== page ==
Some Electric Hum
by Janice Northerns
In spite of how impressed I was with that book, I ultimately decided that I must use the verse alone as a means of adjudication. In an effort to decide using that criterion, I noted that three poets in particular—Brian Daldorph, Michael Poage, and Janice Northerns—made use of intricate formal structures for some of their poems but also included poetry that felt highly naturalistic, improvisational, or even overheard. All three poets somehow made at least two disparate modes of narrative verse fit easily into their three respective volumes, and since the Nelson prize is for a book rather than a single poem, I thought I ought weigh the poetry within each volume in terms of how it functions as a unified whole.
Daldorph’s sequencing of Kansas Poems worked beautifully a means by which to evoke the cycles of seasons and human lives; those cycles are woven into the content of poetry, whether rendered individually in bursts of uncomfortable confession, as in “The Football Coach’s Wife,” or colloquially, as is the case for mundane childhood remembrances or even for lists, as in “Laurel Avenue,” that all feel strangely profound in spite of their everyday qualities. Each poem is a small textured fragment given meaning by its place in a larger mosaic that creates an image of Kansas as both a landscape and a cultural context for the residual agrarian rhythms that still shape the early 20th Century.
Likewise, the narrative voice in Poage’s You Must Have Your Famine is less varied than the speakers who make up Daldorph's polyphonic mosaic, but the form of Poage’s poetry shifts from the controlled and neoclassical (perhaps most obviously on display in “Scottish Sonnet”) to the conversational and postmodern (“Affection,” for instance, seems as much a review of Lahiri’s The Lowlands as a musing on what love looks like from the outside). As the going-away and coming-home of the poems’ speaker pushes readers away and then pulls them close by turns, the mode of address moves from proud to vulnerable and back around by way of shame and delight, which is surely an achievement of narrative suture owed to the poet’s great skill.
In spite of the achievements I’ve noted in Maus, Scheel, Dean, Daldorph and Poage’s collections, I think my favorite of the nominated books is Some Electric Hum. Like Daldorph, Northerns excels at embedding a depth of characterization in an abbreviated sketch of her poem’s speakers, some of whom seem to confess or extemporize in direct address to her readers. Not all the narrative poems function this way; some of the speakers are spied upon from around hospital corners or just-glimpsed in family histories told by distant cousins to readers who find themselves embarrassed witnesses of private dramas and secret tragedies. Northern crafts tender portraits of women held hostage by desire, imagining them in a kind of atemporal community, grappling together with transgenerational trauma and pedestrian misogyny. The poems “Boys Would Come on Horses,” “Zinnia Women,” and “Mother-daughter Dresses” fit together like a puzzle, and their shared thematic content sets up a series of formal poems about marriage in the final section of the volume. This section also achieves the combination of craft with innovation that was so apparent in Poage’s verse; Northerns includes a modified sestina about what holds married people together, a fourteener-ballad about how sometimes marriages fall apart anyway, and an open-verse musing on what it means to watch a once-dear loved one slowly pass away. Whether considering family, motherhood or romantic connections, Some Electric Hum reads to me like a treatise on the ways communities are crafted by wanting, having, and then letting go. Perhaps this year more than any other, readers may wish to consider how desire, possession and loss might become meaningful if understood as necessary preconditions for human connectedness. Janice Northerns uses her poetry to explore how wanting, needing, and even withholding are the practices by which families are forged, maintained, and, when necessary, broken. This book exemplifies her skill in giving language to those fragile and ephemeral experiences of connection, as well as her determination to understand how connection might be felt in the barely perceptible hum of a completed circuit, closed but still alive with alternating electric currents. For this reason, I feel that her work is most deserving of this year's Nelson Award and I congratulate her on the achievement.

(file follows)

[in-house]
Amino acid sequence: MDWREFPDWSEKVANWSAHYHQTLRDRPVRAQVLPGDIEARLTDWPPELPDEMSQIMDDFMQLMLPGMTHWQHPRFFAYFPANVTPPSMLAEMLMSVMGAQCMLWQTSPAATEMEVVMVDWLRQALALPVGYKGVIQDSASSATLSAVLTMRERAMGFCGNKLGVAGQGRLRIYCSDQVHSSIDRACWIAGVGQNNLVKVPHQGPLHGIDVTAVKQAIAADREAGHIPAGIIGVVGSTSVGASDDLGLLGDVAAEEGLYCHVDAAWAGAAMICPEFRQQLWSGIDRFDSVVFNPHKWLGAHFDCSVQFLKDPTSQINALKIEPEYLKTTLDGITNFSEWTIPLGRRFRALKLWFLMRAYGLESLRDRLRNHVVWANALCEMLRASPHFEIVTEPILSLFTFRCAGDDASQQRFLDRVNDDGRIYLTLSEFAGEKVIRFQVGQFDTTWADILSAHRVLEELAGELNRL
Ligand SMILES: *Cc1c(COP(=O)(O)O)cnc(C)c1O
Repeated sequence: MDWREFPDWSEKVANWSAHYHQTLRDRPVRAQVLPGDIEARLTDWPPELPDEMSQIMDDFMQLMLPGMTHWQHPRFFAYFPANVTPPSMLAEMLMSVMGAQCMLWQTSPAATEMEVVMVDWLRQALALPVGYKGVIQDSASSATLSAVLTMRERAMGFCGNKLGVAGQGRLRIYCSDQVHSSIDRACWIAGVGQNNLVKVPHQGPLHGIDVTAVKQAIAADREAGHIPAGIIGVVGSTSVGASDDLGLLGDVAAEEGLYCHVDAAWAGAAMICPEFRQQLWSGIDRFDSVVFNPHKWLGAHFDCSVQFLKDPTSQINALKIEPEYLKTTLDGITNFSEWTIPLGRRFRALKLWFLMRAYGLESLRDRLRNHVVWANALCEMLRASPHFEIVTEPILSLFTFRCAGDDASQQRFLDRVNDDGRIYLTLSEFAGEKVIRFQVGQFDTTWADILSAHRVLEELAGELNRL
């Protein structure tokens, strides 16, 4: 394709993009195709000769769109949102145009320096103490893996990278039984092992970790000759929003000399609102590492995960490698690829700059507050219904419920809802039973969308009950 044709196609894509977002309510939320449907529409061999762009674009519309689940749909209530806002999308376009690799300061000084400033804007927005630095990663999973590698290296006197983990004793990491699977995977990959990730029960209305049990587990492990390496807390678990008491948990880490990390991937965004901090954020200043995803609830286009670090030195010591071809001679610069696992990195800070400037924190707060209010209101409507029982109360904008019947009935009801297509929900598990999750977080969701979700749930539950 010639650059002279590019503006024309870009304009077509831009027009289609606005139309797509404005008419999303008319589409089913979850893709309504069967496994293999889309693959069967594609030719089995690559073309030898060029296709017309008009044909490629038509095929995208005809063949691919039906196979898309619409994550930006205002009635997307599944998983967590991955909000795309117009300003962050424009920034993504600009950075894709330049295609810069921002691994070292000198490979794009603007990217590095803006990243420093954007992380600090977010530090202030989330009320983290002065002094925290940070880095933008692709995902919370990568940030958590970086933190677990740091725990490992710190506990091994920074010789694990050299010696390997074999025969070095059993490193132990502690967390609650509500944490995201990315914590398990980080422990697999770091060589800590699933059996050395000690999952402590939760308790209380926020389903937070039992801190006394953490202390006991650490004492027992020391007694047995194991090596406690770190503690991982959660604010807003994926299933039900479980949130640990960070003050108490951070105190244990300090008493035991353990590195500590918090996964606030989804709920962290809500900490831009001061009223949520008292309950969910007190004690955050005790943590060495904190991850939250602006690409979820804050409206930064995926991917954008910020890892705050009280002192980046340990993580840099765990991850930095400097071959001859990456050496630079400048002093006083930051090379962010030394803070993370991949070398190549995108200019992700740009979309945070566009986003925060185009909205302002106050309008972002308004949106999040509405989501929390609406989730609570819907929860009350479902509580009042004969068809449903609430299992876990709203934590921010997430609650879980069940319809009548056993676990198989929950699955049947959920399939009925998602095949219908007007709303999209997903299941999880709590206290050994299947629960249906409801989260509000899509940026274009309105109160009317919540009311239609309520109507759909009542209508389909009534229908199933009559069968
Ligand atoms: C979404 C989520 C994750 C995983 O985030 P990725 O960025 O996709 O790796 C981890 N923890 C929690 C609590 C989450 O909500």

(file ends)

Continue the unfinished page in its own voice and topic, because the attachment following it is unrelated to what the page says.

Dr. Sandra Cox